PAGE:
Philip Truter, former CFO of VBS Mutual Bank, is now in jail.

Jailtime for first VBS looter

Date: 08 October 2020 By: Anton van Zyl

Viewed: 1948

The first set of orange overalls for the VBS Mutual Bank looters was handed out on Wednesday, when the bank’s former chief financial officer, Philip Truter, was sentenced to an effective seven years in prison. His sentence should cause a fair amount of panic among the other accused, as well as Limpopo politicians who are in the crosshairs of the prosecuting authorities.

Truter painted a fairly lonely figure on Wednesday morning when he appeared in the Specialised Commercial Crimes Court in Palm Ridge. As expected, he pleaded guilty to the charges against him and will turn State witness. He was sentenced to 10 years’ imprisonment, of which seven are direct imprisonment and three years have been suspended for five years.

Truter pleaded guilty to accounting fraud, admitting that he had falsely inflated assets owned by VBS Bank. He admitted that he had accepted R5 million, which was nothing less than a bribe. He was also found guilty of money laundering, in that he assisted in paying money to companies as part of proceeds from the money stolen from the bank.

Truter previously appeared alongside seven other co-accused in the VBS case. The other accused are former VBS chairperson Tshifhiwa Calvin Matodzi, CEO Andile Ramavhunga, former treasurer Phophi Mukhodobwane, former non-executive board members Ernest Nesane and Paul Magula, the former CFO of the SA Police Service, Phalaphala Avhashoni Ramikosi, and former KPMG engagement partner Sipho Malaba.

The other accused were expected to appear in court on Thursday (8th).

More names will presumably be added soon to the list of the accused. Earlier this month, the Mail & Guardian reported that the Hawks were about to arrest several ANC politicians who had assisted in the looting. The politicians had allegedly used their influence to get municipalities to move investments to VBS Mutual Bank. The municipalities, acting against instructions of the national treasury, lost hundreds of millions of rands in the process.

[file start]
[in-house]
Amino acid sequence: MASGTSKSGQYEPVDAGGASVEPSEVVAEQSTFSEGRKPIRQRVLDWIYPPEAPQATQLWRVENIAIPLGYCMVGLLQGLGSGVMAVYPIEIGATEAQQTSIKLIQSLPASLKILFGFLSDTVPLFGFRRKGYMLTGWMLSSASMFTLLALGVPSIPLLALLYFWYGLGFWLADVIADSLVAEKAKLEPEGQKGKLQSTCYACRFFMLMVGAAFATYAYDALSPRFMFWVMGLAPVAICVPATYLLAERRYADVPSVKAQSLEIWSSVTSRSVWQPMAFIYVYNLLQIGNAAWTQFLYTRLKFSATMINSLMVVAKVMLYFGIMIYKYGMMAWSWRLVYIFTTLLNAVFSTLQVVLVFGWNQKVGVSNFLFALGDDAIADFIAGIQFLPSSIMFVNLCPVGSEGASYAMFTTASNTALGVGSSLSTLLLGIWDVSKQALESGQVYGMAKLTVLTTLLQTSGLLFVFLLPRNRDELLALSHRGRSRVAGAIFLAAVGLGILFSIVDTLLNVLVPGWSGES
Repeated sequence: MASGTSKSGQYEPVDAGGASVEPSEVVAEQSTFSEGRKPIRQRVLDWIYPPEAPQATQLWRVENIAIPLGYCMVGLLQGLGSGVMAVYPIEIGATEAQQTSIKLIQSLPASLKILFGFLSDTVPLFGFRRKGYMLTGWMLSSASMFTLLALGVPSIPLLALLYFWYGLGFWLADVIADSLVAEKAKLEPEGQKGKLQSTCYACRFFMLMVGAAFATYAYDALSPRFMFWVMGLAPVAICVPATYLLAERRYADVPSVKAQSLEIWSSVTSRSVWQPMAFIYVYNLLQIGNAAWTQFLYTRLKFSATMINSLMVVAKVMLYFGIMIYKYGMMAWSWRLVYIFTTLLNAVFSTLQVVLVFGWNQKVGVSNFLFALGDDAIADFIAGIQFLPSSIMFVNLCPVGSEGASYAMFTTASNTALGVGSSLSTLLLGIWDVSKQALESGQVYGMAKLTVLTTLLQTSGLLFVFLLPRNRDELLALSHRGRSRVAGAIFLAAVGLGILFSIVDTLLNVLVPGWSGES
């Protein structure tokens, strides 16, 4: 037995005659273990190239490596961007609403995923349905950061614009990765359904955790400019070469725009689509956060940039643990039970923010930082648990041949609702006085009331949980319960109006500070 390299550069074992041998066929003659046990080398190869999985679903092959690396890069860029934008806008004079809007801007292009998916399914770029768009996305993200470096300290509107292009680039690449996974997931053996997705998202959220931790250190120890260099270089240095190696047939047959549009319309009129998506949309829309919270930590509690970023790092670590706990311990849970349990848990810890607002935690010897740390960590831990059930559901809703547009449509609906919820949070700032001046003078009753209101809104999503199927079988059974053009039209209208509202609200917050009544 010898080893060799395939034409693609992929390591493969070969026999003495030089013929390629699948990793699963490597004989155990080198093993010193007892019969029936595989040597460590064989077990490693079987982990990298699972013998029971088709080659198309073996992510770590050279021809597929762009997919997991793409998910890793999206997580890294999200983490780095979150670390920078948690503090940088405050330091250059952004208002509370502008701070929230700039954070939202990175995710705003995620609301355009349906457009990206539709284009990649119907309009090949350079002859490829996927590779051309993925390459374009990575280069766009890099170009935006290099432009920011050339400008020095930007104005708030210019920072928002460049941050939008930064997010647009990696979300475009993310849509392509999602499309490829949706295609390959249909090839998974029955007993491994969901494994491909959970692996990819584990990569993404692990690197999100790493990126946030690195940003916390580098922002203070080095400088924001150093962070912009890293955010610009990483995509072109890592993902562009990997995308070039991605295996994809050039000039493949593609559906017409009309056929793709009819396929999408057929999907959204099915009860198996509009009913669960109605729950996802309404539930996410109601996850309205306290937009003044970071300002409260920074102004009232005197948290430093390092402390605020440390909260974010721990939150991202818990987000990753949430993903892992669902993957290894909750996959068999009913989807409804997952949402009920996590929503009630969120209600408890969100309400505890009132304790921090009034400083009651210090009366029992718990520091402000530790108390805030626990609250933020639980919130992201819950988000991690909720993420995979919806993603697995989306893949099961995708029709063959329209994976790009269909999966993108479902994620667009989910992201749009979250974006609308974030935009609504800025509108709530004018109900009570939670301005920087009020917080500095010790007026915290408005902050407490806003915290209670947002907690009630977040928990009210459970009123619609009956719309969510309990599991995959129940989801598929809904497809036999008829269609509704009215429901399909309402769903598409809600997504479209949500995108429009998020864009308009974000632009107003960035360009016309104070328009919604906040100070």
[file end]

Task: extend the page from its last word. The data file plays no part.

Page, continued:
When the Reserve Bank stepped in and VBS was eventually liquidated, some R2,5 billion in deposits from the government and community schemes (which included stokvels of poor pensioners) had already been looted.

Philip Truter was seemingly never regarded as a “mastermind” or big influencer in the VBS looting. Seemingly, his lack of financial discipline eventually caused his downfall. In the Terry Motau report, some detail is provided on how he was used by the others to sign off on dodgy deals and arrange payments.

WhatsApp messages between the former treasurer of the bank, Phophi Mukhodobwane, and the VBS chairperson, Tshifhiwa Matodzi, indicate that they initially tried to bribe him with R10 million. Somehow, only R5 million of this ended up with Truter. An amount of R2 million was paid into an account of a company, Shangri-La Investments, of which he was the sole director, on 20 November and 15 December 2015.

Truter apparently used the money to “come out of the red”, which confirms testimony of colleagues that he was prone to making debt that he could not repay. Unfortunately, he became greedy and invested R600 000 in Bitcoins (which he later sold at a huge loss). He invested the remainder of the money in investment accounts and shares at PSG.

Even before he was paid the bribes, Truter signed a vehicle-finance agreement with VBS and bought an Audi A5 Coupé 2.0 for R613 593. VBS also financed another of Truter’s vehicles for R308 501 and a property in Randburg, Gauteng, for R2,2 million.

Truter clearly tried his best to negotiate a favourable deal with the prosecutors. The charges he pleaded guilty to normally carry a minimum sentence of 15 years. Truter originally faced 22 different charges, and if his testimony is judged not to be genuine, some or all of these charges may be reinstated.

Part of the negotiated deal means that Truter will be held in a single cell “for safety reasons”.




Anton van Zyl

Anton van Zyl has been with the Zoutpansberger and Limpopo Mirror since 1990. He graduated from the Rand Afrikaans University (now University of Johannesburg) and obtained a BA Communications degree. He is a founder member of the Association of Independent Publishers.



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